A new study from consulting group Capgemini reported 1.5 million people became first time members of the two comma club in 2016. This is an 8% increase in the number of people who became millionaires in 2015. Collectively, the amount of money owned by people with over $1,000,000 in assets (not including their houses) totaled $63.5 trillion.
This year that group is on track to accumulate $100 trillion, and if the growth rate holds (and it has) we will have another 1.24 million brand new millionaires in 2017.
While being a millionaire might bring to mind images of entrepreneurs working 16 hours a day, relentless in their pursuit of greatness, this is only one way to become a millionaire and it’s hardly the only way. Studies show 39% of millionaires get there by working for other people.
Being in a fast-growing industry helps though. Topping the list in 2016 with an 18% growth rate is computer systems and related services. Buildings and construction is a close second and third, however.
Not only is the amount of people alive reaching historical heights, the world is also being connected faster than ever before. What took years of studies and research in the past is now being done in a few hours with a few Google searches. Almost all traditional barriers of entry in business are being removed and any information you need can be found. This is the primary cause for the increased amount of millionaires today, along with the instant direct access to billions of people that the internet gives to anyone.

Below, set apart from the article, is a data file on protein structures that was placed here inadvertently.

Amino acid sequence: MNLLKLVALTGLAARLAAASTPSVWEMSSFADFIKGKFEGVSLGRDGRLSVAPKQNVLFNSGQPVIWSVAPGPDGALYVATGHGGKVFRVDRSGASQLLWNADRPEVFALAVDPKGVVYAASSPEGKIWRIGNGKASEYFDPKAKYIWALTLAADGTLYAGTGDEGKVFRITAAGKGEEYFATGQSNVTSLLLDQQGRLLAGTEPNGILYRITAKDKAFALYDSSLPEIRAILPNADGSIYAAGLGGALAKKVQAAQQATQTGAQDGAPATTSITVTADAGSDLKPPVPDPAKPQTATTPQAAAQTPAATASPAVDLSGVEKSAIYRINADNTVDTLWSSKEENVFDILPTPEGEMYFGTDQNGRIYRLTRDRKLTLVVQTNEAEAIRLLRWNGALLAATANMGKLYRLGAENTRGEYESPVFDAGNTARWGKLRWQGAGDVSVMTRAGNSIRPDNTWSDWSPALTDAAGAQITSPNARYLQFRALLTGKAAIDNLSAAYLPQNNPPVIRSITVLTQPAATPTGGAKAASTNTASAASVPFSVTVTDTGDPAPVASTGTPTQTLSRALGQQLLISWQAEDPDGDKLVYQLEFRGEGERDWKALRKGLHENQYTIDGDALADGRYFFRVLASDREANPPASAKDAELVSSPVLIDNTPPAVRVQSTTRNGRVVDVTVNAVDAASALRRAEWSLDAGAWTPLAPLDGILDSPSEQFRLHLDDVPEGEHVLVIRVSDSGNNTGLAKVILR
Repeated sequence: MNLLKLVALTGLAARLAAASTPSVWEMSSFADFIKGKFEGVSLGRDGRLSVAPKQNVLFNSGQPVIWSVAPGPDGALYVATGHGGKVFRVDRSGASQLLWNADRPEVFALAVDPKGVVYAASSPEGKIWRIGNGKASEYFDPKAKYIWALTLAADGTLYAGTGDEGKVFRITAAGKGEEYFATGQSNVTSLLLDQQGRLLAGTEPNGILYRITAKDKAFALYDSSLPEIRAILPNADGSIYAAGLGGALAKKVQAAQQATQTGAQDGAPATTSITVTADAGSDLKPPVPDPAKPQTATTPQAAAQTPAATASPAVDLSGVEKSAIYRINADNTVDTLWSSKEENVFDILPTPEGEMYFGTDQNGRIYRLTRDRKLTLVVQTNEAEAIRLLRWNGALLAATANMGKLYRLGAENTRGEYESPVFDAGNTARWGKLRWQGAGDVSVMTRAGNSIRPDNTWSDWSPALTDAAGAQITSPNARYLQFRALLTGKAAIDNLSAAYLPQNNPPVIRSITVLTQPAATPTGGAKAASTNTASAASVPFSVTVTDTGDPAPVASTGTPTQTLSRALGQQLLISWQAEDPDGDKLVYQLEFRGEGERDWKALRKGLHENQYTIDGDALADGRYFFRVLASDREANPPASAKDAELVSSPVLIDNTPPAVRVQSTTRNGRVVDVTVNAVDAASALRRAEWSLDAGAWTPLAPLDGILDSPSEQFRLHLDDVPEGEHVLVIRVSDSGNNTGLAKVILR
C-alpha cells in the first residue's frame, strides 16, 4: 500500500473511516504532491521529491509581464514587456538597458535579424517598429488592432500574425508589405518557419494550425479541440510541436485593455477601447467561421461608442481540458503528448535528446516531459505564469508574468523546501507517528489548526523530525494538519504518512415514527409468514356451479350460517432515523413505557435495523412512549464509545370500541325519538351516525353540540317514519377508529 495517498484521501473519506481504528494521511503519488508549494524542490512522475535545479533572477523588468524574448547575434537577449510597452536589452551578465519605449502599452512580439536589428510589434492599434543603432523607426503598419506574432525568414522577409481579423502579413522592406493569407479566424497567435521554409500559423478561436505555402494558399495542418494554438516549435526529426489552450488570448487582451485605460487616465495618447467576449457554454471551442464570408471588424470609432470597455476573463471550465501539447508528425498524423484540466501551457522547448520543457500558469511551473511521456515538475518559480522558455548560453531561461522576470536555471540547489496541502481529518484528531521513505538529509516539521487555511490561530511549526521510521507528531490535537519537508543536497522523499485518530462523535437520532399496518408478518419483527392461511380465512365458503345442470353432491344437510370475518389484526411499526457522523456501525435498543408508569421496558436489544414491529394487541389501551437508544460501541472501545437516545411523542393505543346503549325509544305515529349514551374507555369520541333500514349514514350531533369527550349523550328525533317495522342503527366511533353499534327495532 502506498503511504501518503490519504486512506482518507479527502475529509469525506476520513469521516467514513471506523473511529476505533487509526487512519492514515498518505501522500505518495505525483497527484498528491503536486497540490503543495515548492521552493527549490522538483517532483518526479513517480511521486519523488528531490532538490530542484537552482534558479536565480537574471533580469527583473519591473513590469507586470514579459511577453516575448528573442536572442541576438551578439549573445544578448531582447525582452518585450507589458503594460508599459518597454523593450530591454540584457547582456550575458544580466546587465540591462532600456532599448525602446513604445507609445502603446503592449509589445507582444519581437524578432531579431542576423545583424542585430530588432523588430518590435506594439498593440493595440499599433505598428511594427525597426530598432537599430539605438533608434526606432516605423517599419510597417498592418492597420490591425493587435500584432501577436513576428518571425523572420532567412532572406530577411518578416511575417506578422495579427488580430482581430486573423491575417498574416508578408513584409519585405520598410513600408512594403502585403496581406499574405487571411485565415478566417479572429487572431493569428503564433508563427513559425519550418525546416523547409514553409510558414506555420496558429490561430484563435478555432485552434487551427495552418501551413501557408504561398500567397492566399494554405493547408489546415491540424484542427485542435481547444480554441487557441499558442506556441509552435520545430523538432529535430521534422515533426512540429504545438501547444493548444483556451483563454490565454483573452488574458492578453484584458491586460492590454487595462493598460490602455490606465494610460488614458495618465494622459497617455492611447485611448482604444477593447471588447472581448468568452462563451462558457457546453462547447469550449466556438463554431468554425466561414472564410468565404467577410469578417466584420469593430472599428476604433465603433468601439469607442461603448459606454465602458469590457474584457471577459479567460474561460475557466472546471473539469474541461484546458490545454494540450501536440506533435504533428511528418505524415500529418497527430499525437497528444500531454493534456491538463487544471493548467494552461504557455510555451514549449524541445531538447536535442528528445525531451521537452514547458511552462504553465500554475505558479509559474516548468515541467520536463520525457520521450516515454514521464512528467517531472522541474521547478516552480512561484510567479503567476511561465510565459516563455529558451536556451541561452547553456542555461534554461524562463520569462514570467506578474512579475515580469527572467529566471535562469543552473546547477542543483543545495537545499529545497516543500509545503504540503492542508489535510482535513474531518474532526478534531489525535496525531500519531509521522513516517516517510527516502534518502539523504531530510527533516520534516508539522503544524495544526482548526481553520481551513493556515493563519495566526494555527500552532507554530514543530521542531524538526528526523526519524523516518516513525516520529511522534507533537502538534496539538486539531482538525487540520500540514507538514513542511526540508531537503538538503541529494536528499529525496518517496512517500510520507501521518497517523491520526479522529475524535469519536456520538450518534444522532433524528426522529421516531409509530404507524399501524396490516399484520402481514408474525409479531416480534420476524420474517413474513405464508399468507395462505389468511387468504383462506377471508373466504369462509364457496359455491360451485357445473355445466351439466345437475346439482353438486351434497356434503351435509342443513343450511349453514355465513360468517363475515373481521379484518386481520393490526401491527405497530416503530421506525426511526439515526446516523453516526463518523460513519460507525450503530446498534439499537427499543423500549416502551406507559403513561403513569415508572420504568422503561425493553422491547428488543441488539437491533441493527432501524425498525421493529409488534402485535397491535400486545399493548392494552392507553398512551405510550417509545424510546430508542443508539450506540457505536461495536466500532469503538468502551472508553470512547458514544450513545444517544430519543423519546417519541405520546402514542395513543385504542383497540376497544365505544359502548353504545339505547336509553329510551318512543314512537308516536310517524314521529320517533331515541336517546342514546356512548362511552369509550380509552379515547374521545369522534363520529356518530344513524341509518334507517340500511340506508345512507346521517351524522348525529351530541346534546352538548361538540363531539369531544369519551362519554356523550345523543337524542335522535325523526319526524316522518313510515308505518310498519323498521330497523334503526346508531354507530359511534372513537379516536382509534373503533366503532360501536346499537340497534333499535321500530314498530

The truth is most people will come in contact with a million dollars in their lifetime. If you make $50 grand a year, for 20 years, you’ve made a million dollars. Or you can sell a $50 product to 20,000 people. What about a $1000 service to 1000 people? Do that in 1 year and you could join the two comma club too. The millionaire math is pretty simple once you actually sit down and do it.
Keep in mind, though, there is also more money in circulation than ever before. After the housing bubble of 2008, the US government printed over $2 trillion dollars just to stop everything from collapsing. So while more people are accumulating wealth, there is also more wealth to go around.
All this points to one interesting conclusion: Millionaires are the new middle class.